"We Present Her to You"

Okay, so, JGL in drag, looking not-actually-unattractive as a girl, though it's a little weird right off the bat that the choice was made to have him play a girl, or even do this sketch when he was the host. But that aside, we got to see McKinnon's musical skills — piano and vocal — and that proves there is a lot of potential for her to pair up with Fred Armisen in other sketches, and I really hope they do. Shades of Will Ferrell's and Ana Gasteyer's music teachers, Bobbi and Marty Culp, were there, but in a more bizarre context: parents trying to get their daughter a boyfriend by performing a musical number for potential suitors. I wonder if this has ever resulted in a date, because it's clear they've tried this before. I don't know, the choices didn't make a lot of sense, like putting a wig on Tim Robinson's captive audience-maybe boyfriend. tl;dr: Everything about this sketch is weird, and it makes me want different things from it.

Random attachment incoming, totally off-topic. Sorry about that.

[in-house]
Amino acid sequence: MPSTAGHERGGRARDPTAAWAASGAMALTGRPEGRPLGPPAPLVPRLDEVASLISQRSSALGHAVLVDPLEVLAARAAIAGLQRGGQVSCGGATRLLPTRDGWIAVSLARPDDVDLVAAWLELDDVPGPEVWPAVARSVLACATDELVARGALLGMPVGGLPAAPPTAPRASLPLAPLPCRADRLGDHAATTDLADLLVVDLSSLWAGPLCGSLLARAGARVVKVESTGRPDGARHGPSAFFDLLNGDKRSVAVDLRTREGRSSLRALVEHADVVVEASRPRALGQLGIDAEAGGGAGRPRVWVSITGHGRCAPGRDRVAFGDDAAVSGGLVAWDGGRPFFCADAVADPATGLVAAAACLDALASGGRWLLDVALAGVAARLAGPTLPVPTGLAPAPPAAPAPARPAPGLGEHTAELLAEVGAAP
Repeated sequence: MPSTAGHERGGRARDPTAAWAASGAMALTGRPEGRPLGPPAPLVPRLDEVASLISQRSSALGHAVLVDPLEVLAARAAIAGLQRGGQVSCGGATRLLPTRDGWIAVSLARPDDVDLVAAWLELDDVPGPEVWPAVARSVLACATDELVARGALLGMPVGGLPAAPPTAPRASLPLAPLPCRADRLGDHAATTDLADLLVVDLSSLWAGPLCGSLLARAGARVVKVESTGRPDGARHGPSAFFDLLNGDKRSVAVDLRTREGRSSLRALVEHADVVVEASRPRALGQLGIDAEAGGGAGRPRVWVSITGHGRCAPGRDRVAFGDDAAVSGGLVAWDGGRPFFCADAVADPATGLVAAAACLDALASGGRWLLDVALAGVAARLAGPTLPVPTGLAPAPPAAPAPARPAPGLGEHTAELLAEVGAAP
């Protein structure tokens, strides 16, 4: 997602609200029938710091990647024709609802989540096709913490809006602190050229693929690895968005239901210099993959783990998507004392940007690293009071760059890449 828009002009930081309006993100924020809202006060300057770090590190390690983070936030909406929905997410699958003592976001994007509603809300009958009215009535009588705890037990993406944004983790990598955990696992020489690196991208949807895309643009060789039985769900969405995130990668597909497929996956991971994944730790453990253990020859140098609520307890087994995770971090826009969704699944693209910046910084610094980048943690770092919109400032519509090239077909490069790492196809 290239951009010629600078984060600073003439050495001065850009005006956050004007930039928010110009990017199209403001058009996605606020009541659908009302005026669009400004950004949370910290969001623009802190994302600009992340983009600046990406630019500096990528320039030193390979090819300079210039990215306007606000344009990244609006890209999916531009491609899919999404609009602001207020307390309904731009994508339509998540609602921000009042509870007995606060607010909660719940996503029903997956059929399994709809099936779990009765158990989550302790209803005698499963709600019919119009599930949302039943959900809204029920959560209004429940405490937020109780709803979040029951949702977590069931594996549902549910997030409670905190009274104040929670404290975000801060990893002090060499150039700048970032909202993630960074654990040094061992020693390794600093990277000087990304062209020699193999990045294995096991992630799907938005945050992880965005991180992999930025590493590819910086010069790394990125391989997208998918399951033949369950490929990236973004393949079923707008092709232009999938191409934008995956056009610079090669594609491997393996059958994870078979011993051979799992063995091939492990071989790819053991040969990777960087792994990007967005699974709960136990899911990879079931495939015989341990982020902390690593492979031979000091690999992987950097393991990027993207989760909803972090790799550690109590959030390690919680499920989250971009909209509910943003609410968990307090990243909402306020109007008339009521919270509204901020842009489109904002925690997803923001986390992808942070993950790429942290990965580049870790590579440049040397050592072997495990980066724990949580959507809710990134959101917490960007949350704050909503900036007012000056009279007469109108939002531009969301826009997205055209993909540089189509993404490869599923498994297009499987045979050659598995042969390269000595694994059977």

Powers Real Estate

Burt and Blair Powers (Robinson and Nasim Pedrad) made the decision to take the picture for their real estate ad with their mouths open, and now, everyone is drawing penises on their billboards. Spoiler alert: It's their son (JGL), even though the end of their joke is totally cut off, as are the goodnights.

I was looking forward to Joseph Gordon-Levitt hosting again, and while he wasn't a disappointment, he could have been put to much better use. It was great to see Jay Pharoah doing a lot more than usual, and Kate McKinnon's Ann Romney was a breakout this week. Both the political ad and the commercial parody were highlights. Not a lot of screen time for the new players, except for Tim Robinson; Cecily Strong was only in a pre-recorded sketch and Aidy Bryant was grinded upon by the host in the cold open. But it's only the second show of the season, so there's plenty of time for them to burrow through. My fingers are crossed for Bryant, since Strong had a character on Update last week. tl;dr: Excellent host in a throwaway show.

Photo credit: NBC